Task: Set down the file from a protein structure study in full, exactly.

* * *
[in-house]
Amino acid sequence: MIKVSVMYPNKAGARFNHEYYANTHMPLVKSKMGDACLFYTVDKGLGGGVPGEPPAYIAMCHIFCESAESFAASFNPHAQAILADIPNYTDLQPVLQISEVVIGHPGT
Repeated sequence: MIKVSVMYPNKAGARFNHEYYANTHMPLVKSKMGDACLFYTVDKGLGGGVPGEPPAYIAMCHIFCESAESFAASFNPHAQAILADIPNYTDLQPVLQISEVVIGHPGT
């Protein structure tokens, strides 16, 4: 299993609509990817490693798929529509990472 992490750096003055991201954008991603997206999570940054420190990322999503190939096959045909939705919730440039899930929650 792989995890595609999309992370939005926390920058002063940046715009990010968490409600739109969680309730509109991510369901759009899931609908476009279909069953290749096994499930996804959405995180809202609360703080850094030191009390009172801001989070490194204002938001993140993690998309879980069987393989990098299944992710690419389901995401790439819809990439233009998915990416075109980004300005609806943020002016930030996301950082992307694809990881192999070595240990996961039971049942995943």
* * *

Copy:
[in-house]
Amino acid sequence: MIKVSVMYPNKAGARFNHEYYANTHMPLVKSKMGDACLFYTVDKGLGGGVPGEPPAYIAMCHIFCESAESFAASFNPHAQAILADIPNYTDLQPVLQISEVVIGHPGT
Repeated sequence: MIKVSVMYPNKAGARFNHEYYANTHMPLVKSKMGDACLFYTVDKGLGGGVPGEPPAYIAMCHIFCESAESFAASFNPHAQAILADIPNYTDLQPVLQISEVVIGHPGT
């Protein structure tokens, strides 16, 4: 299993609509990817490693798929529509990472 992490750096003055991201954008991603997206999570940054420190990322999503190939096959045909939705919730440039899930929650 792989995890595609999309992370939005926390920058002063940046715009990010968490409600739109969680309730509109991510369901759009899931609908476009279909069953290749096994499930996804959405995180809202609360703080850094030191009390009172801001989070490194204002938001993140993690998309879980069987393989990098299944992710690419389901995401790439819809990439233009998915990416075109980004300005609806943020002016930030996301950082992307694809990881192999070595240990996961039971049942995943």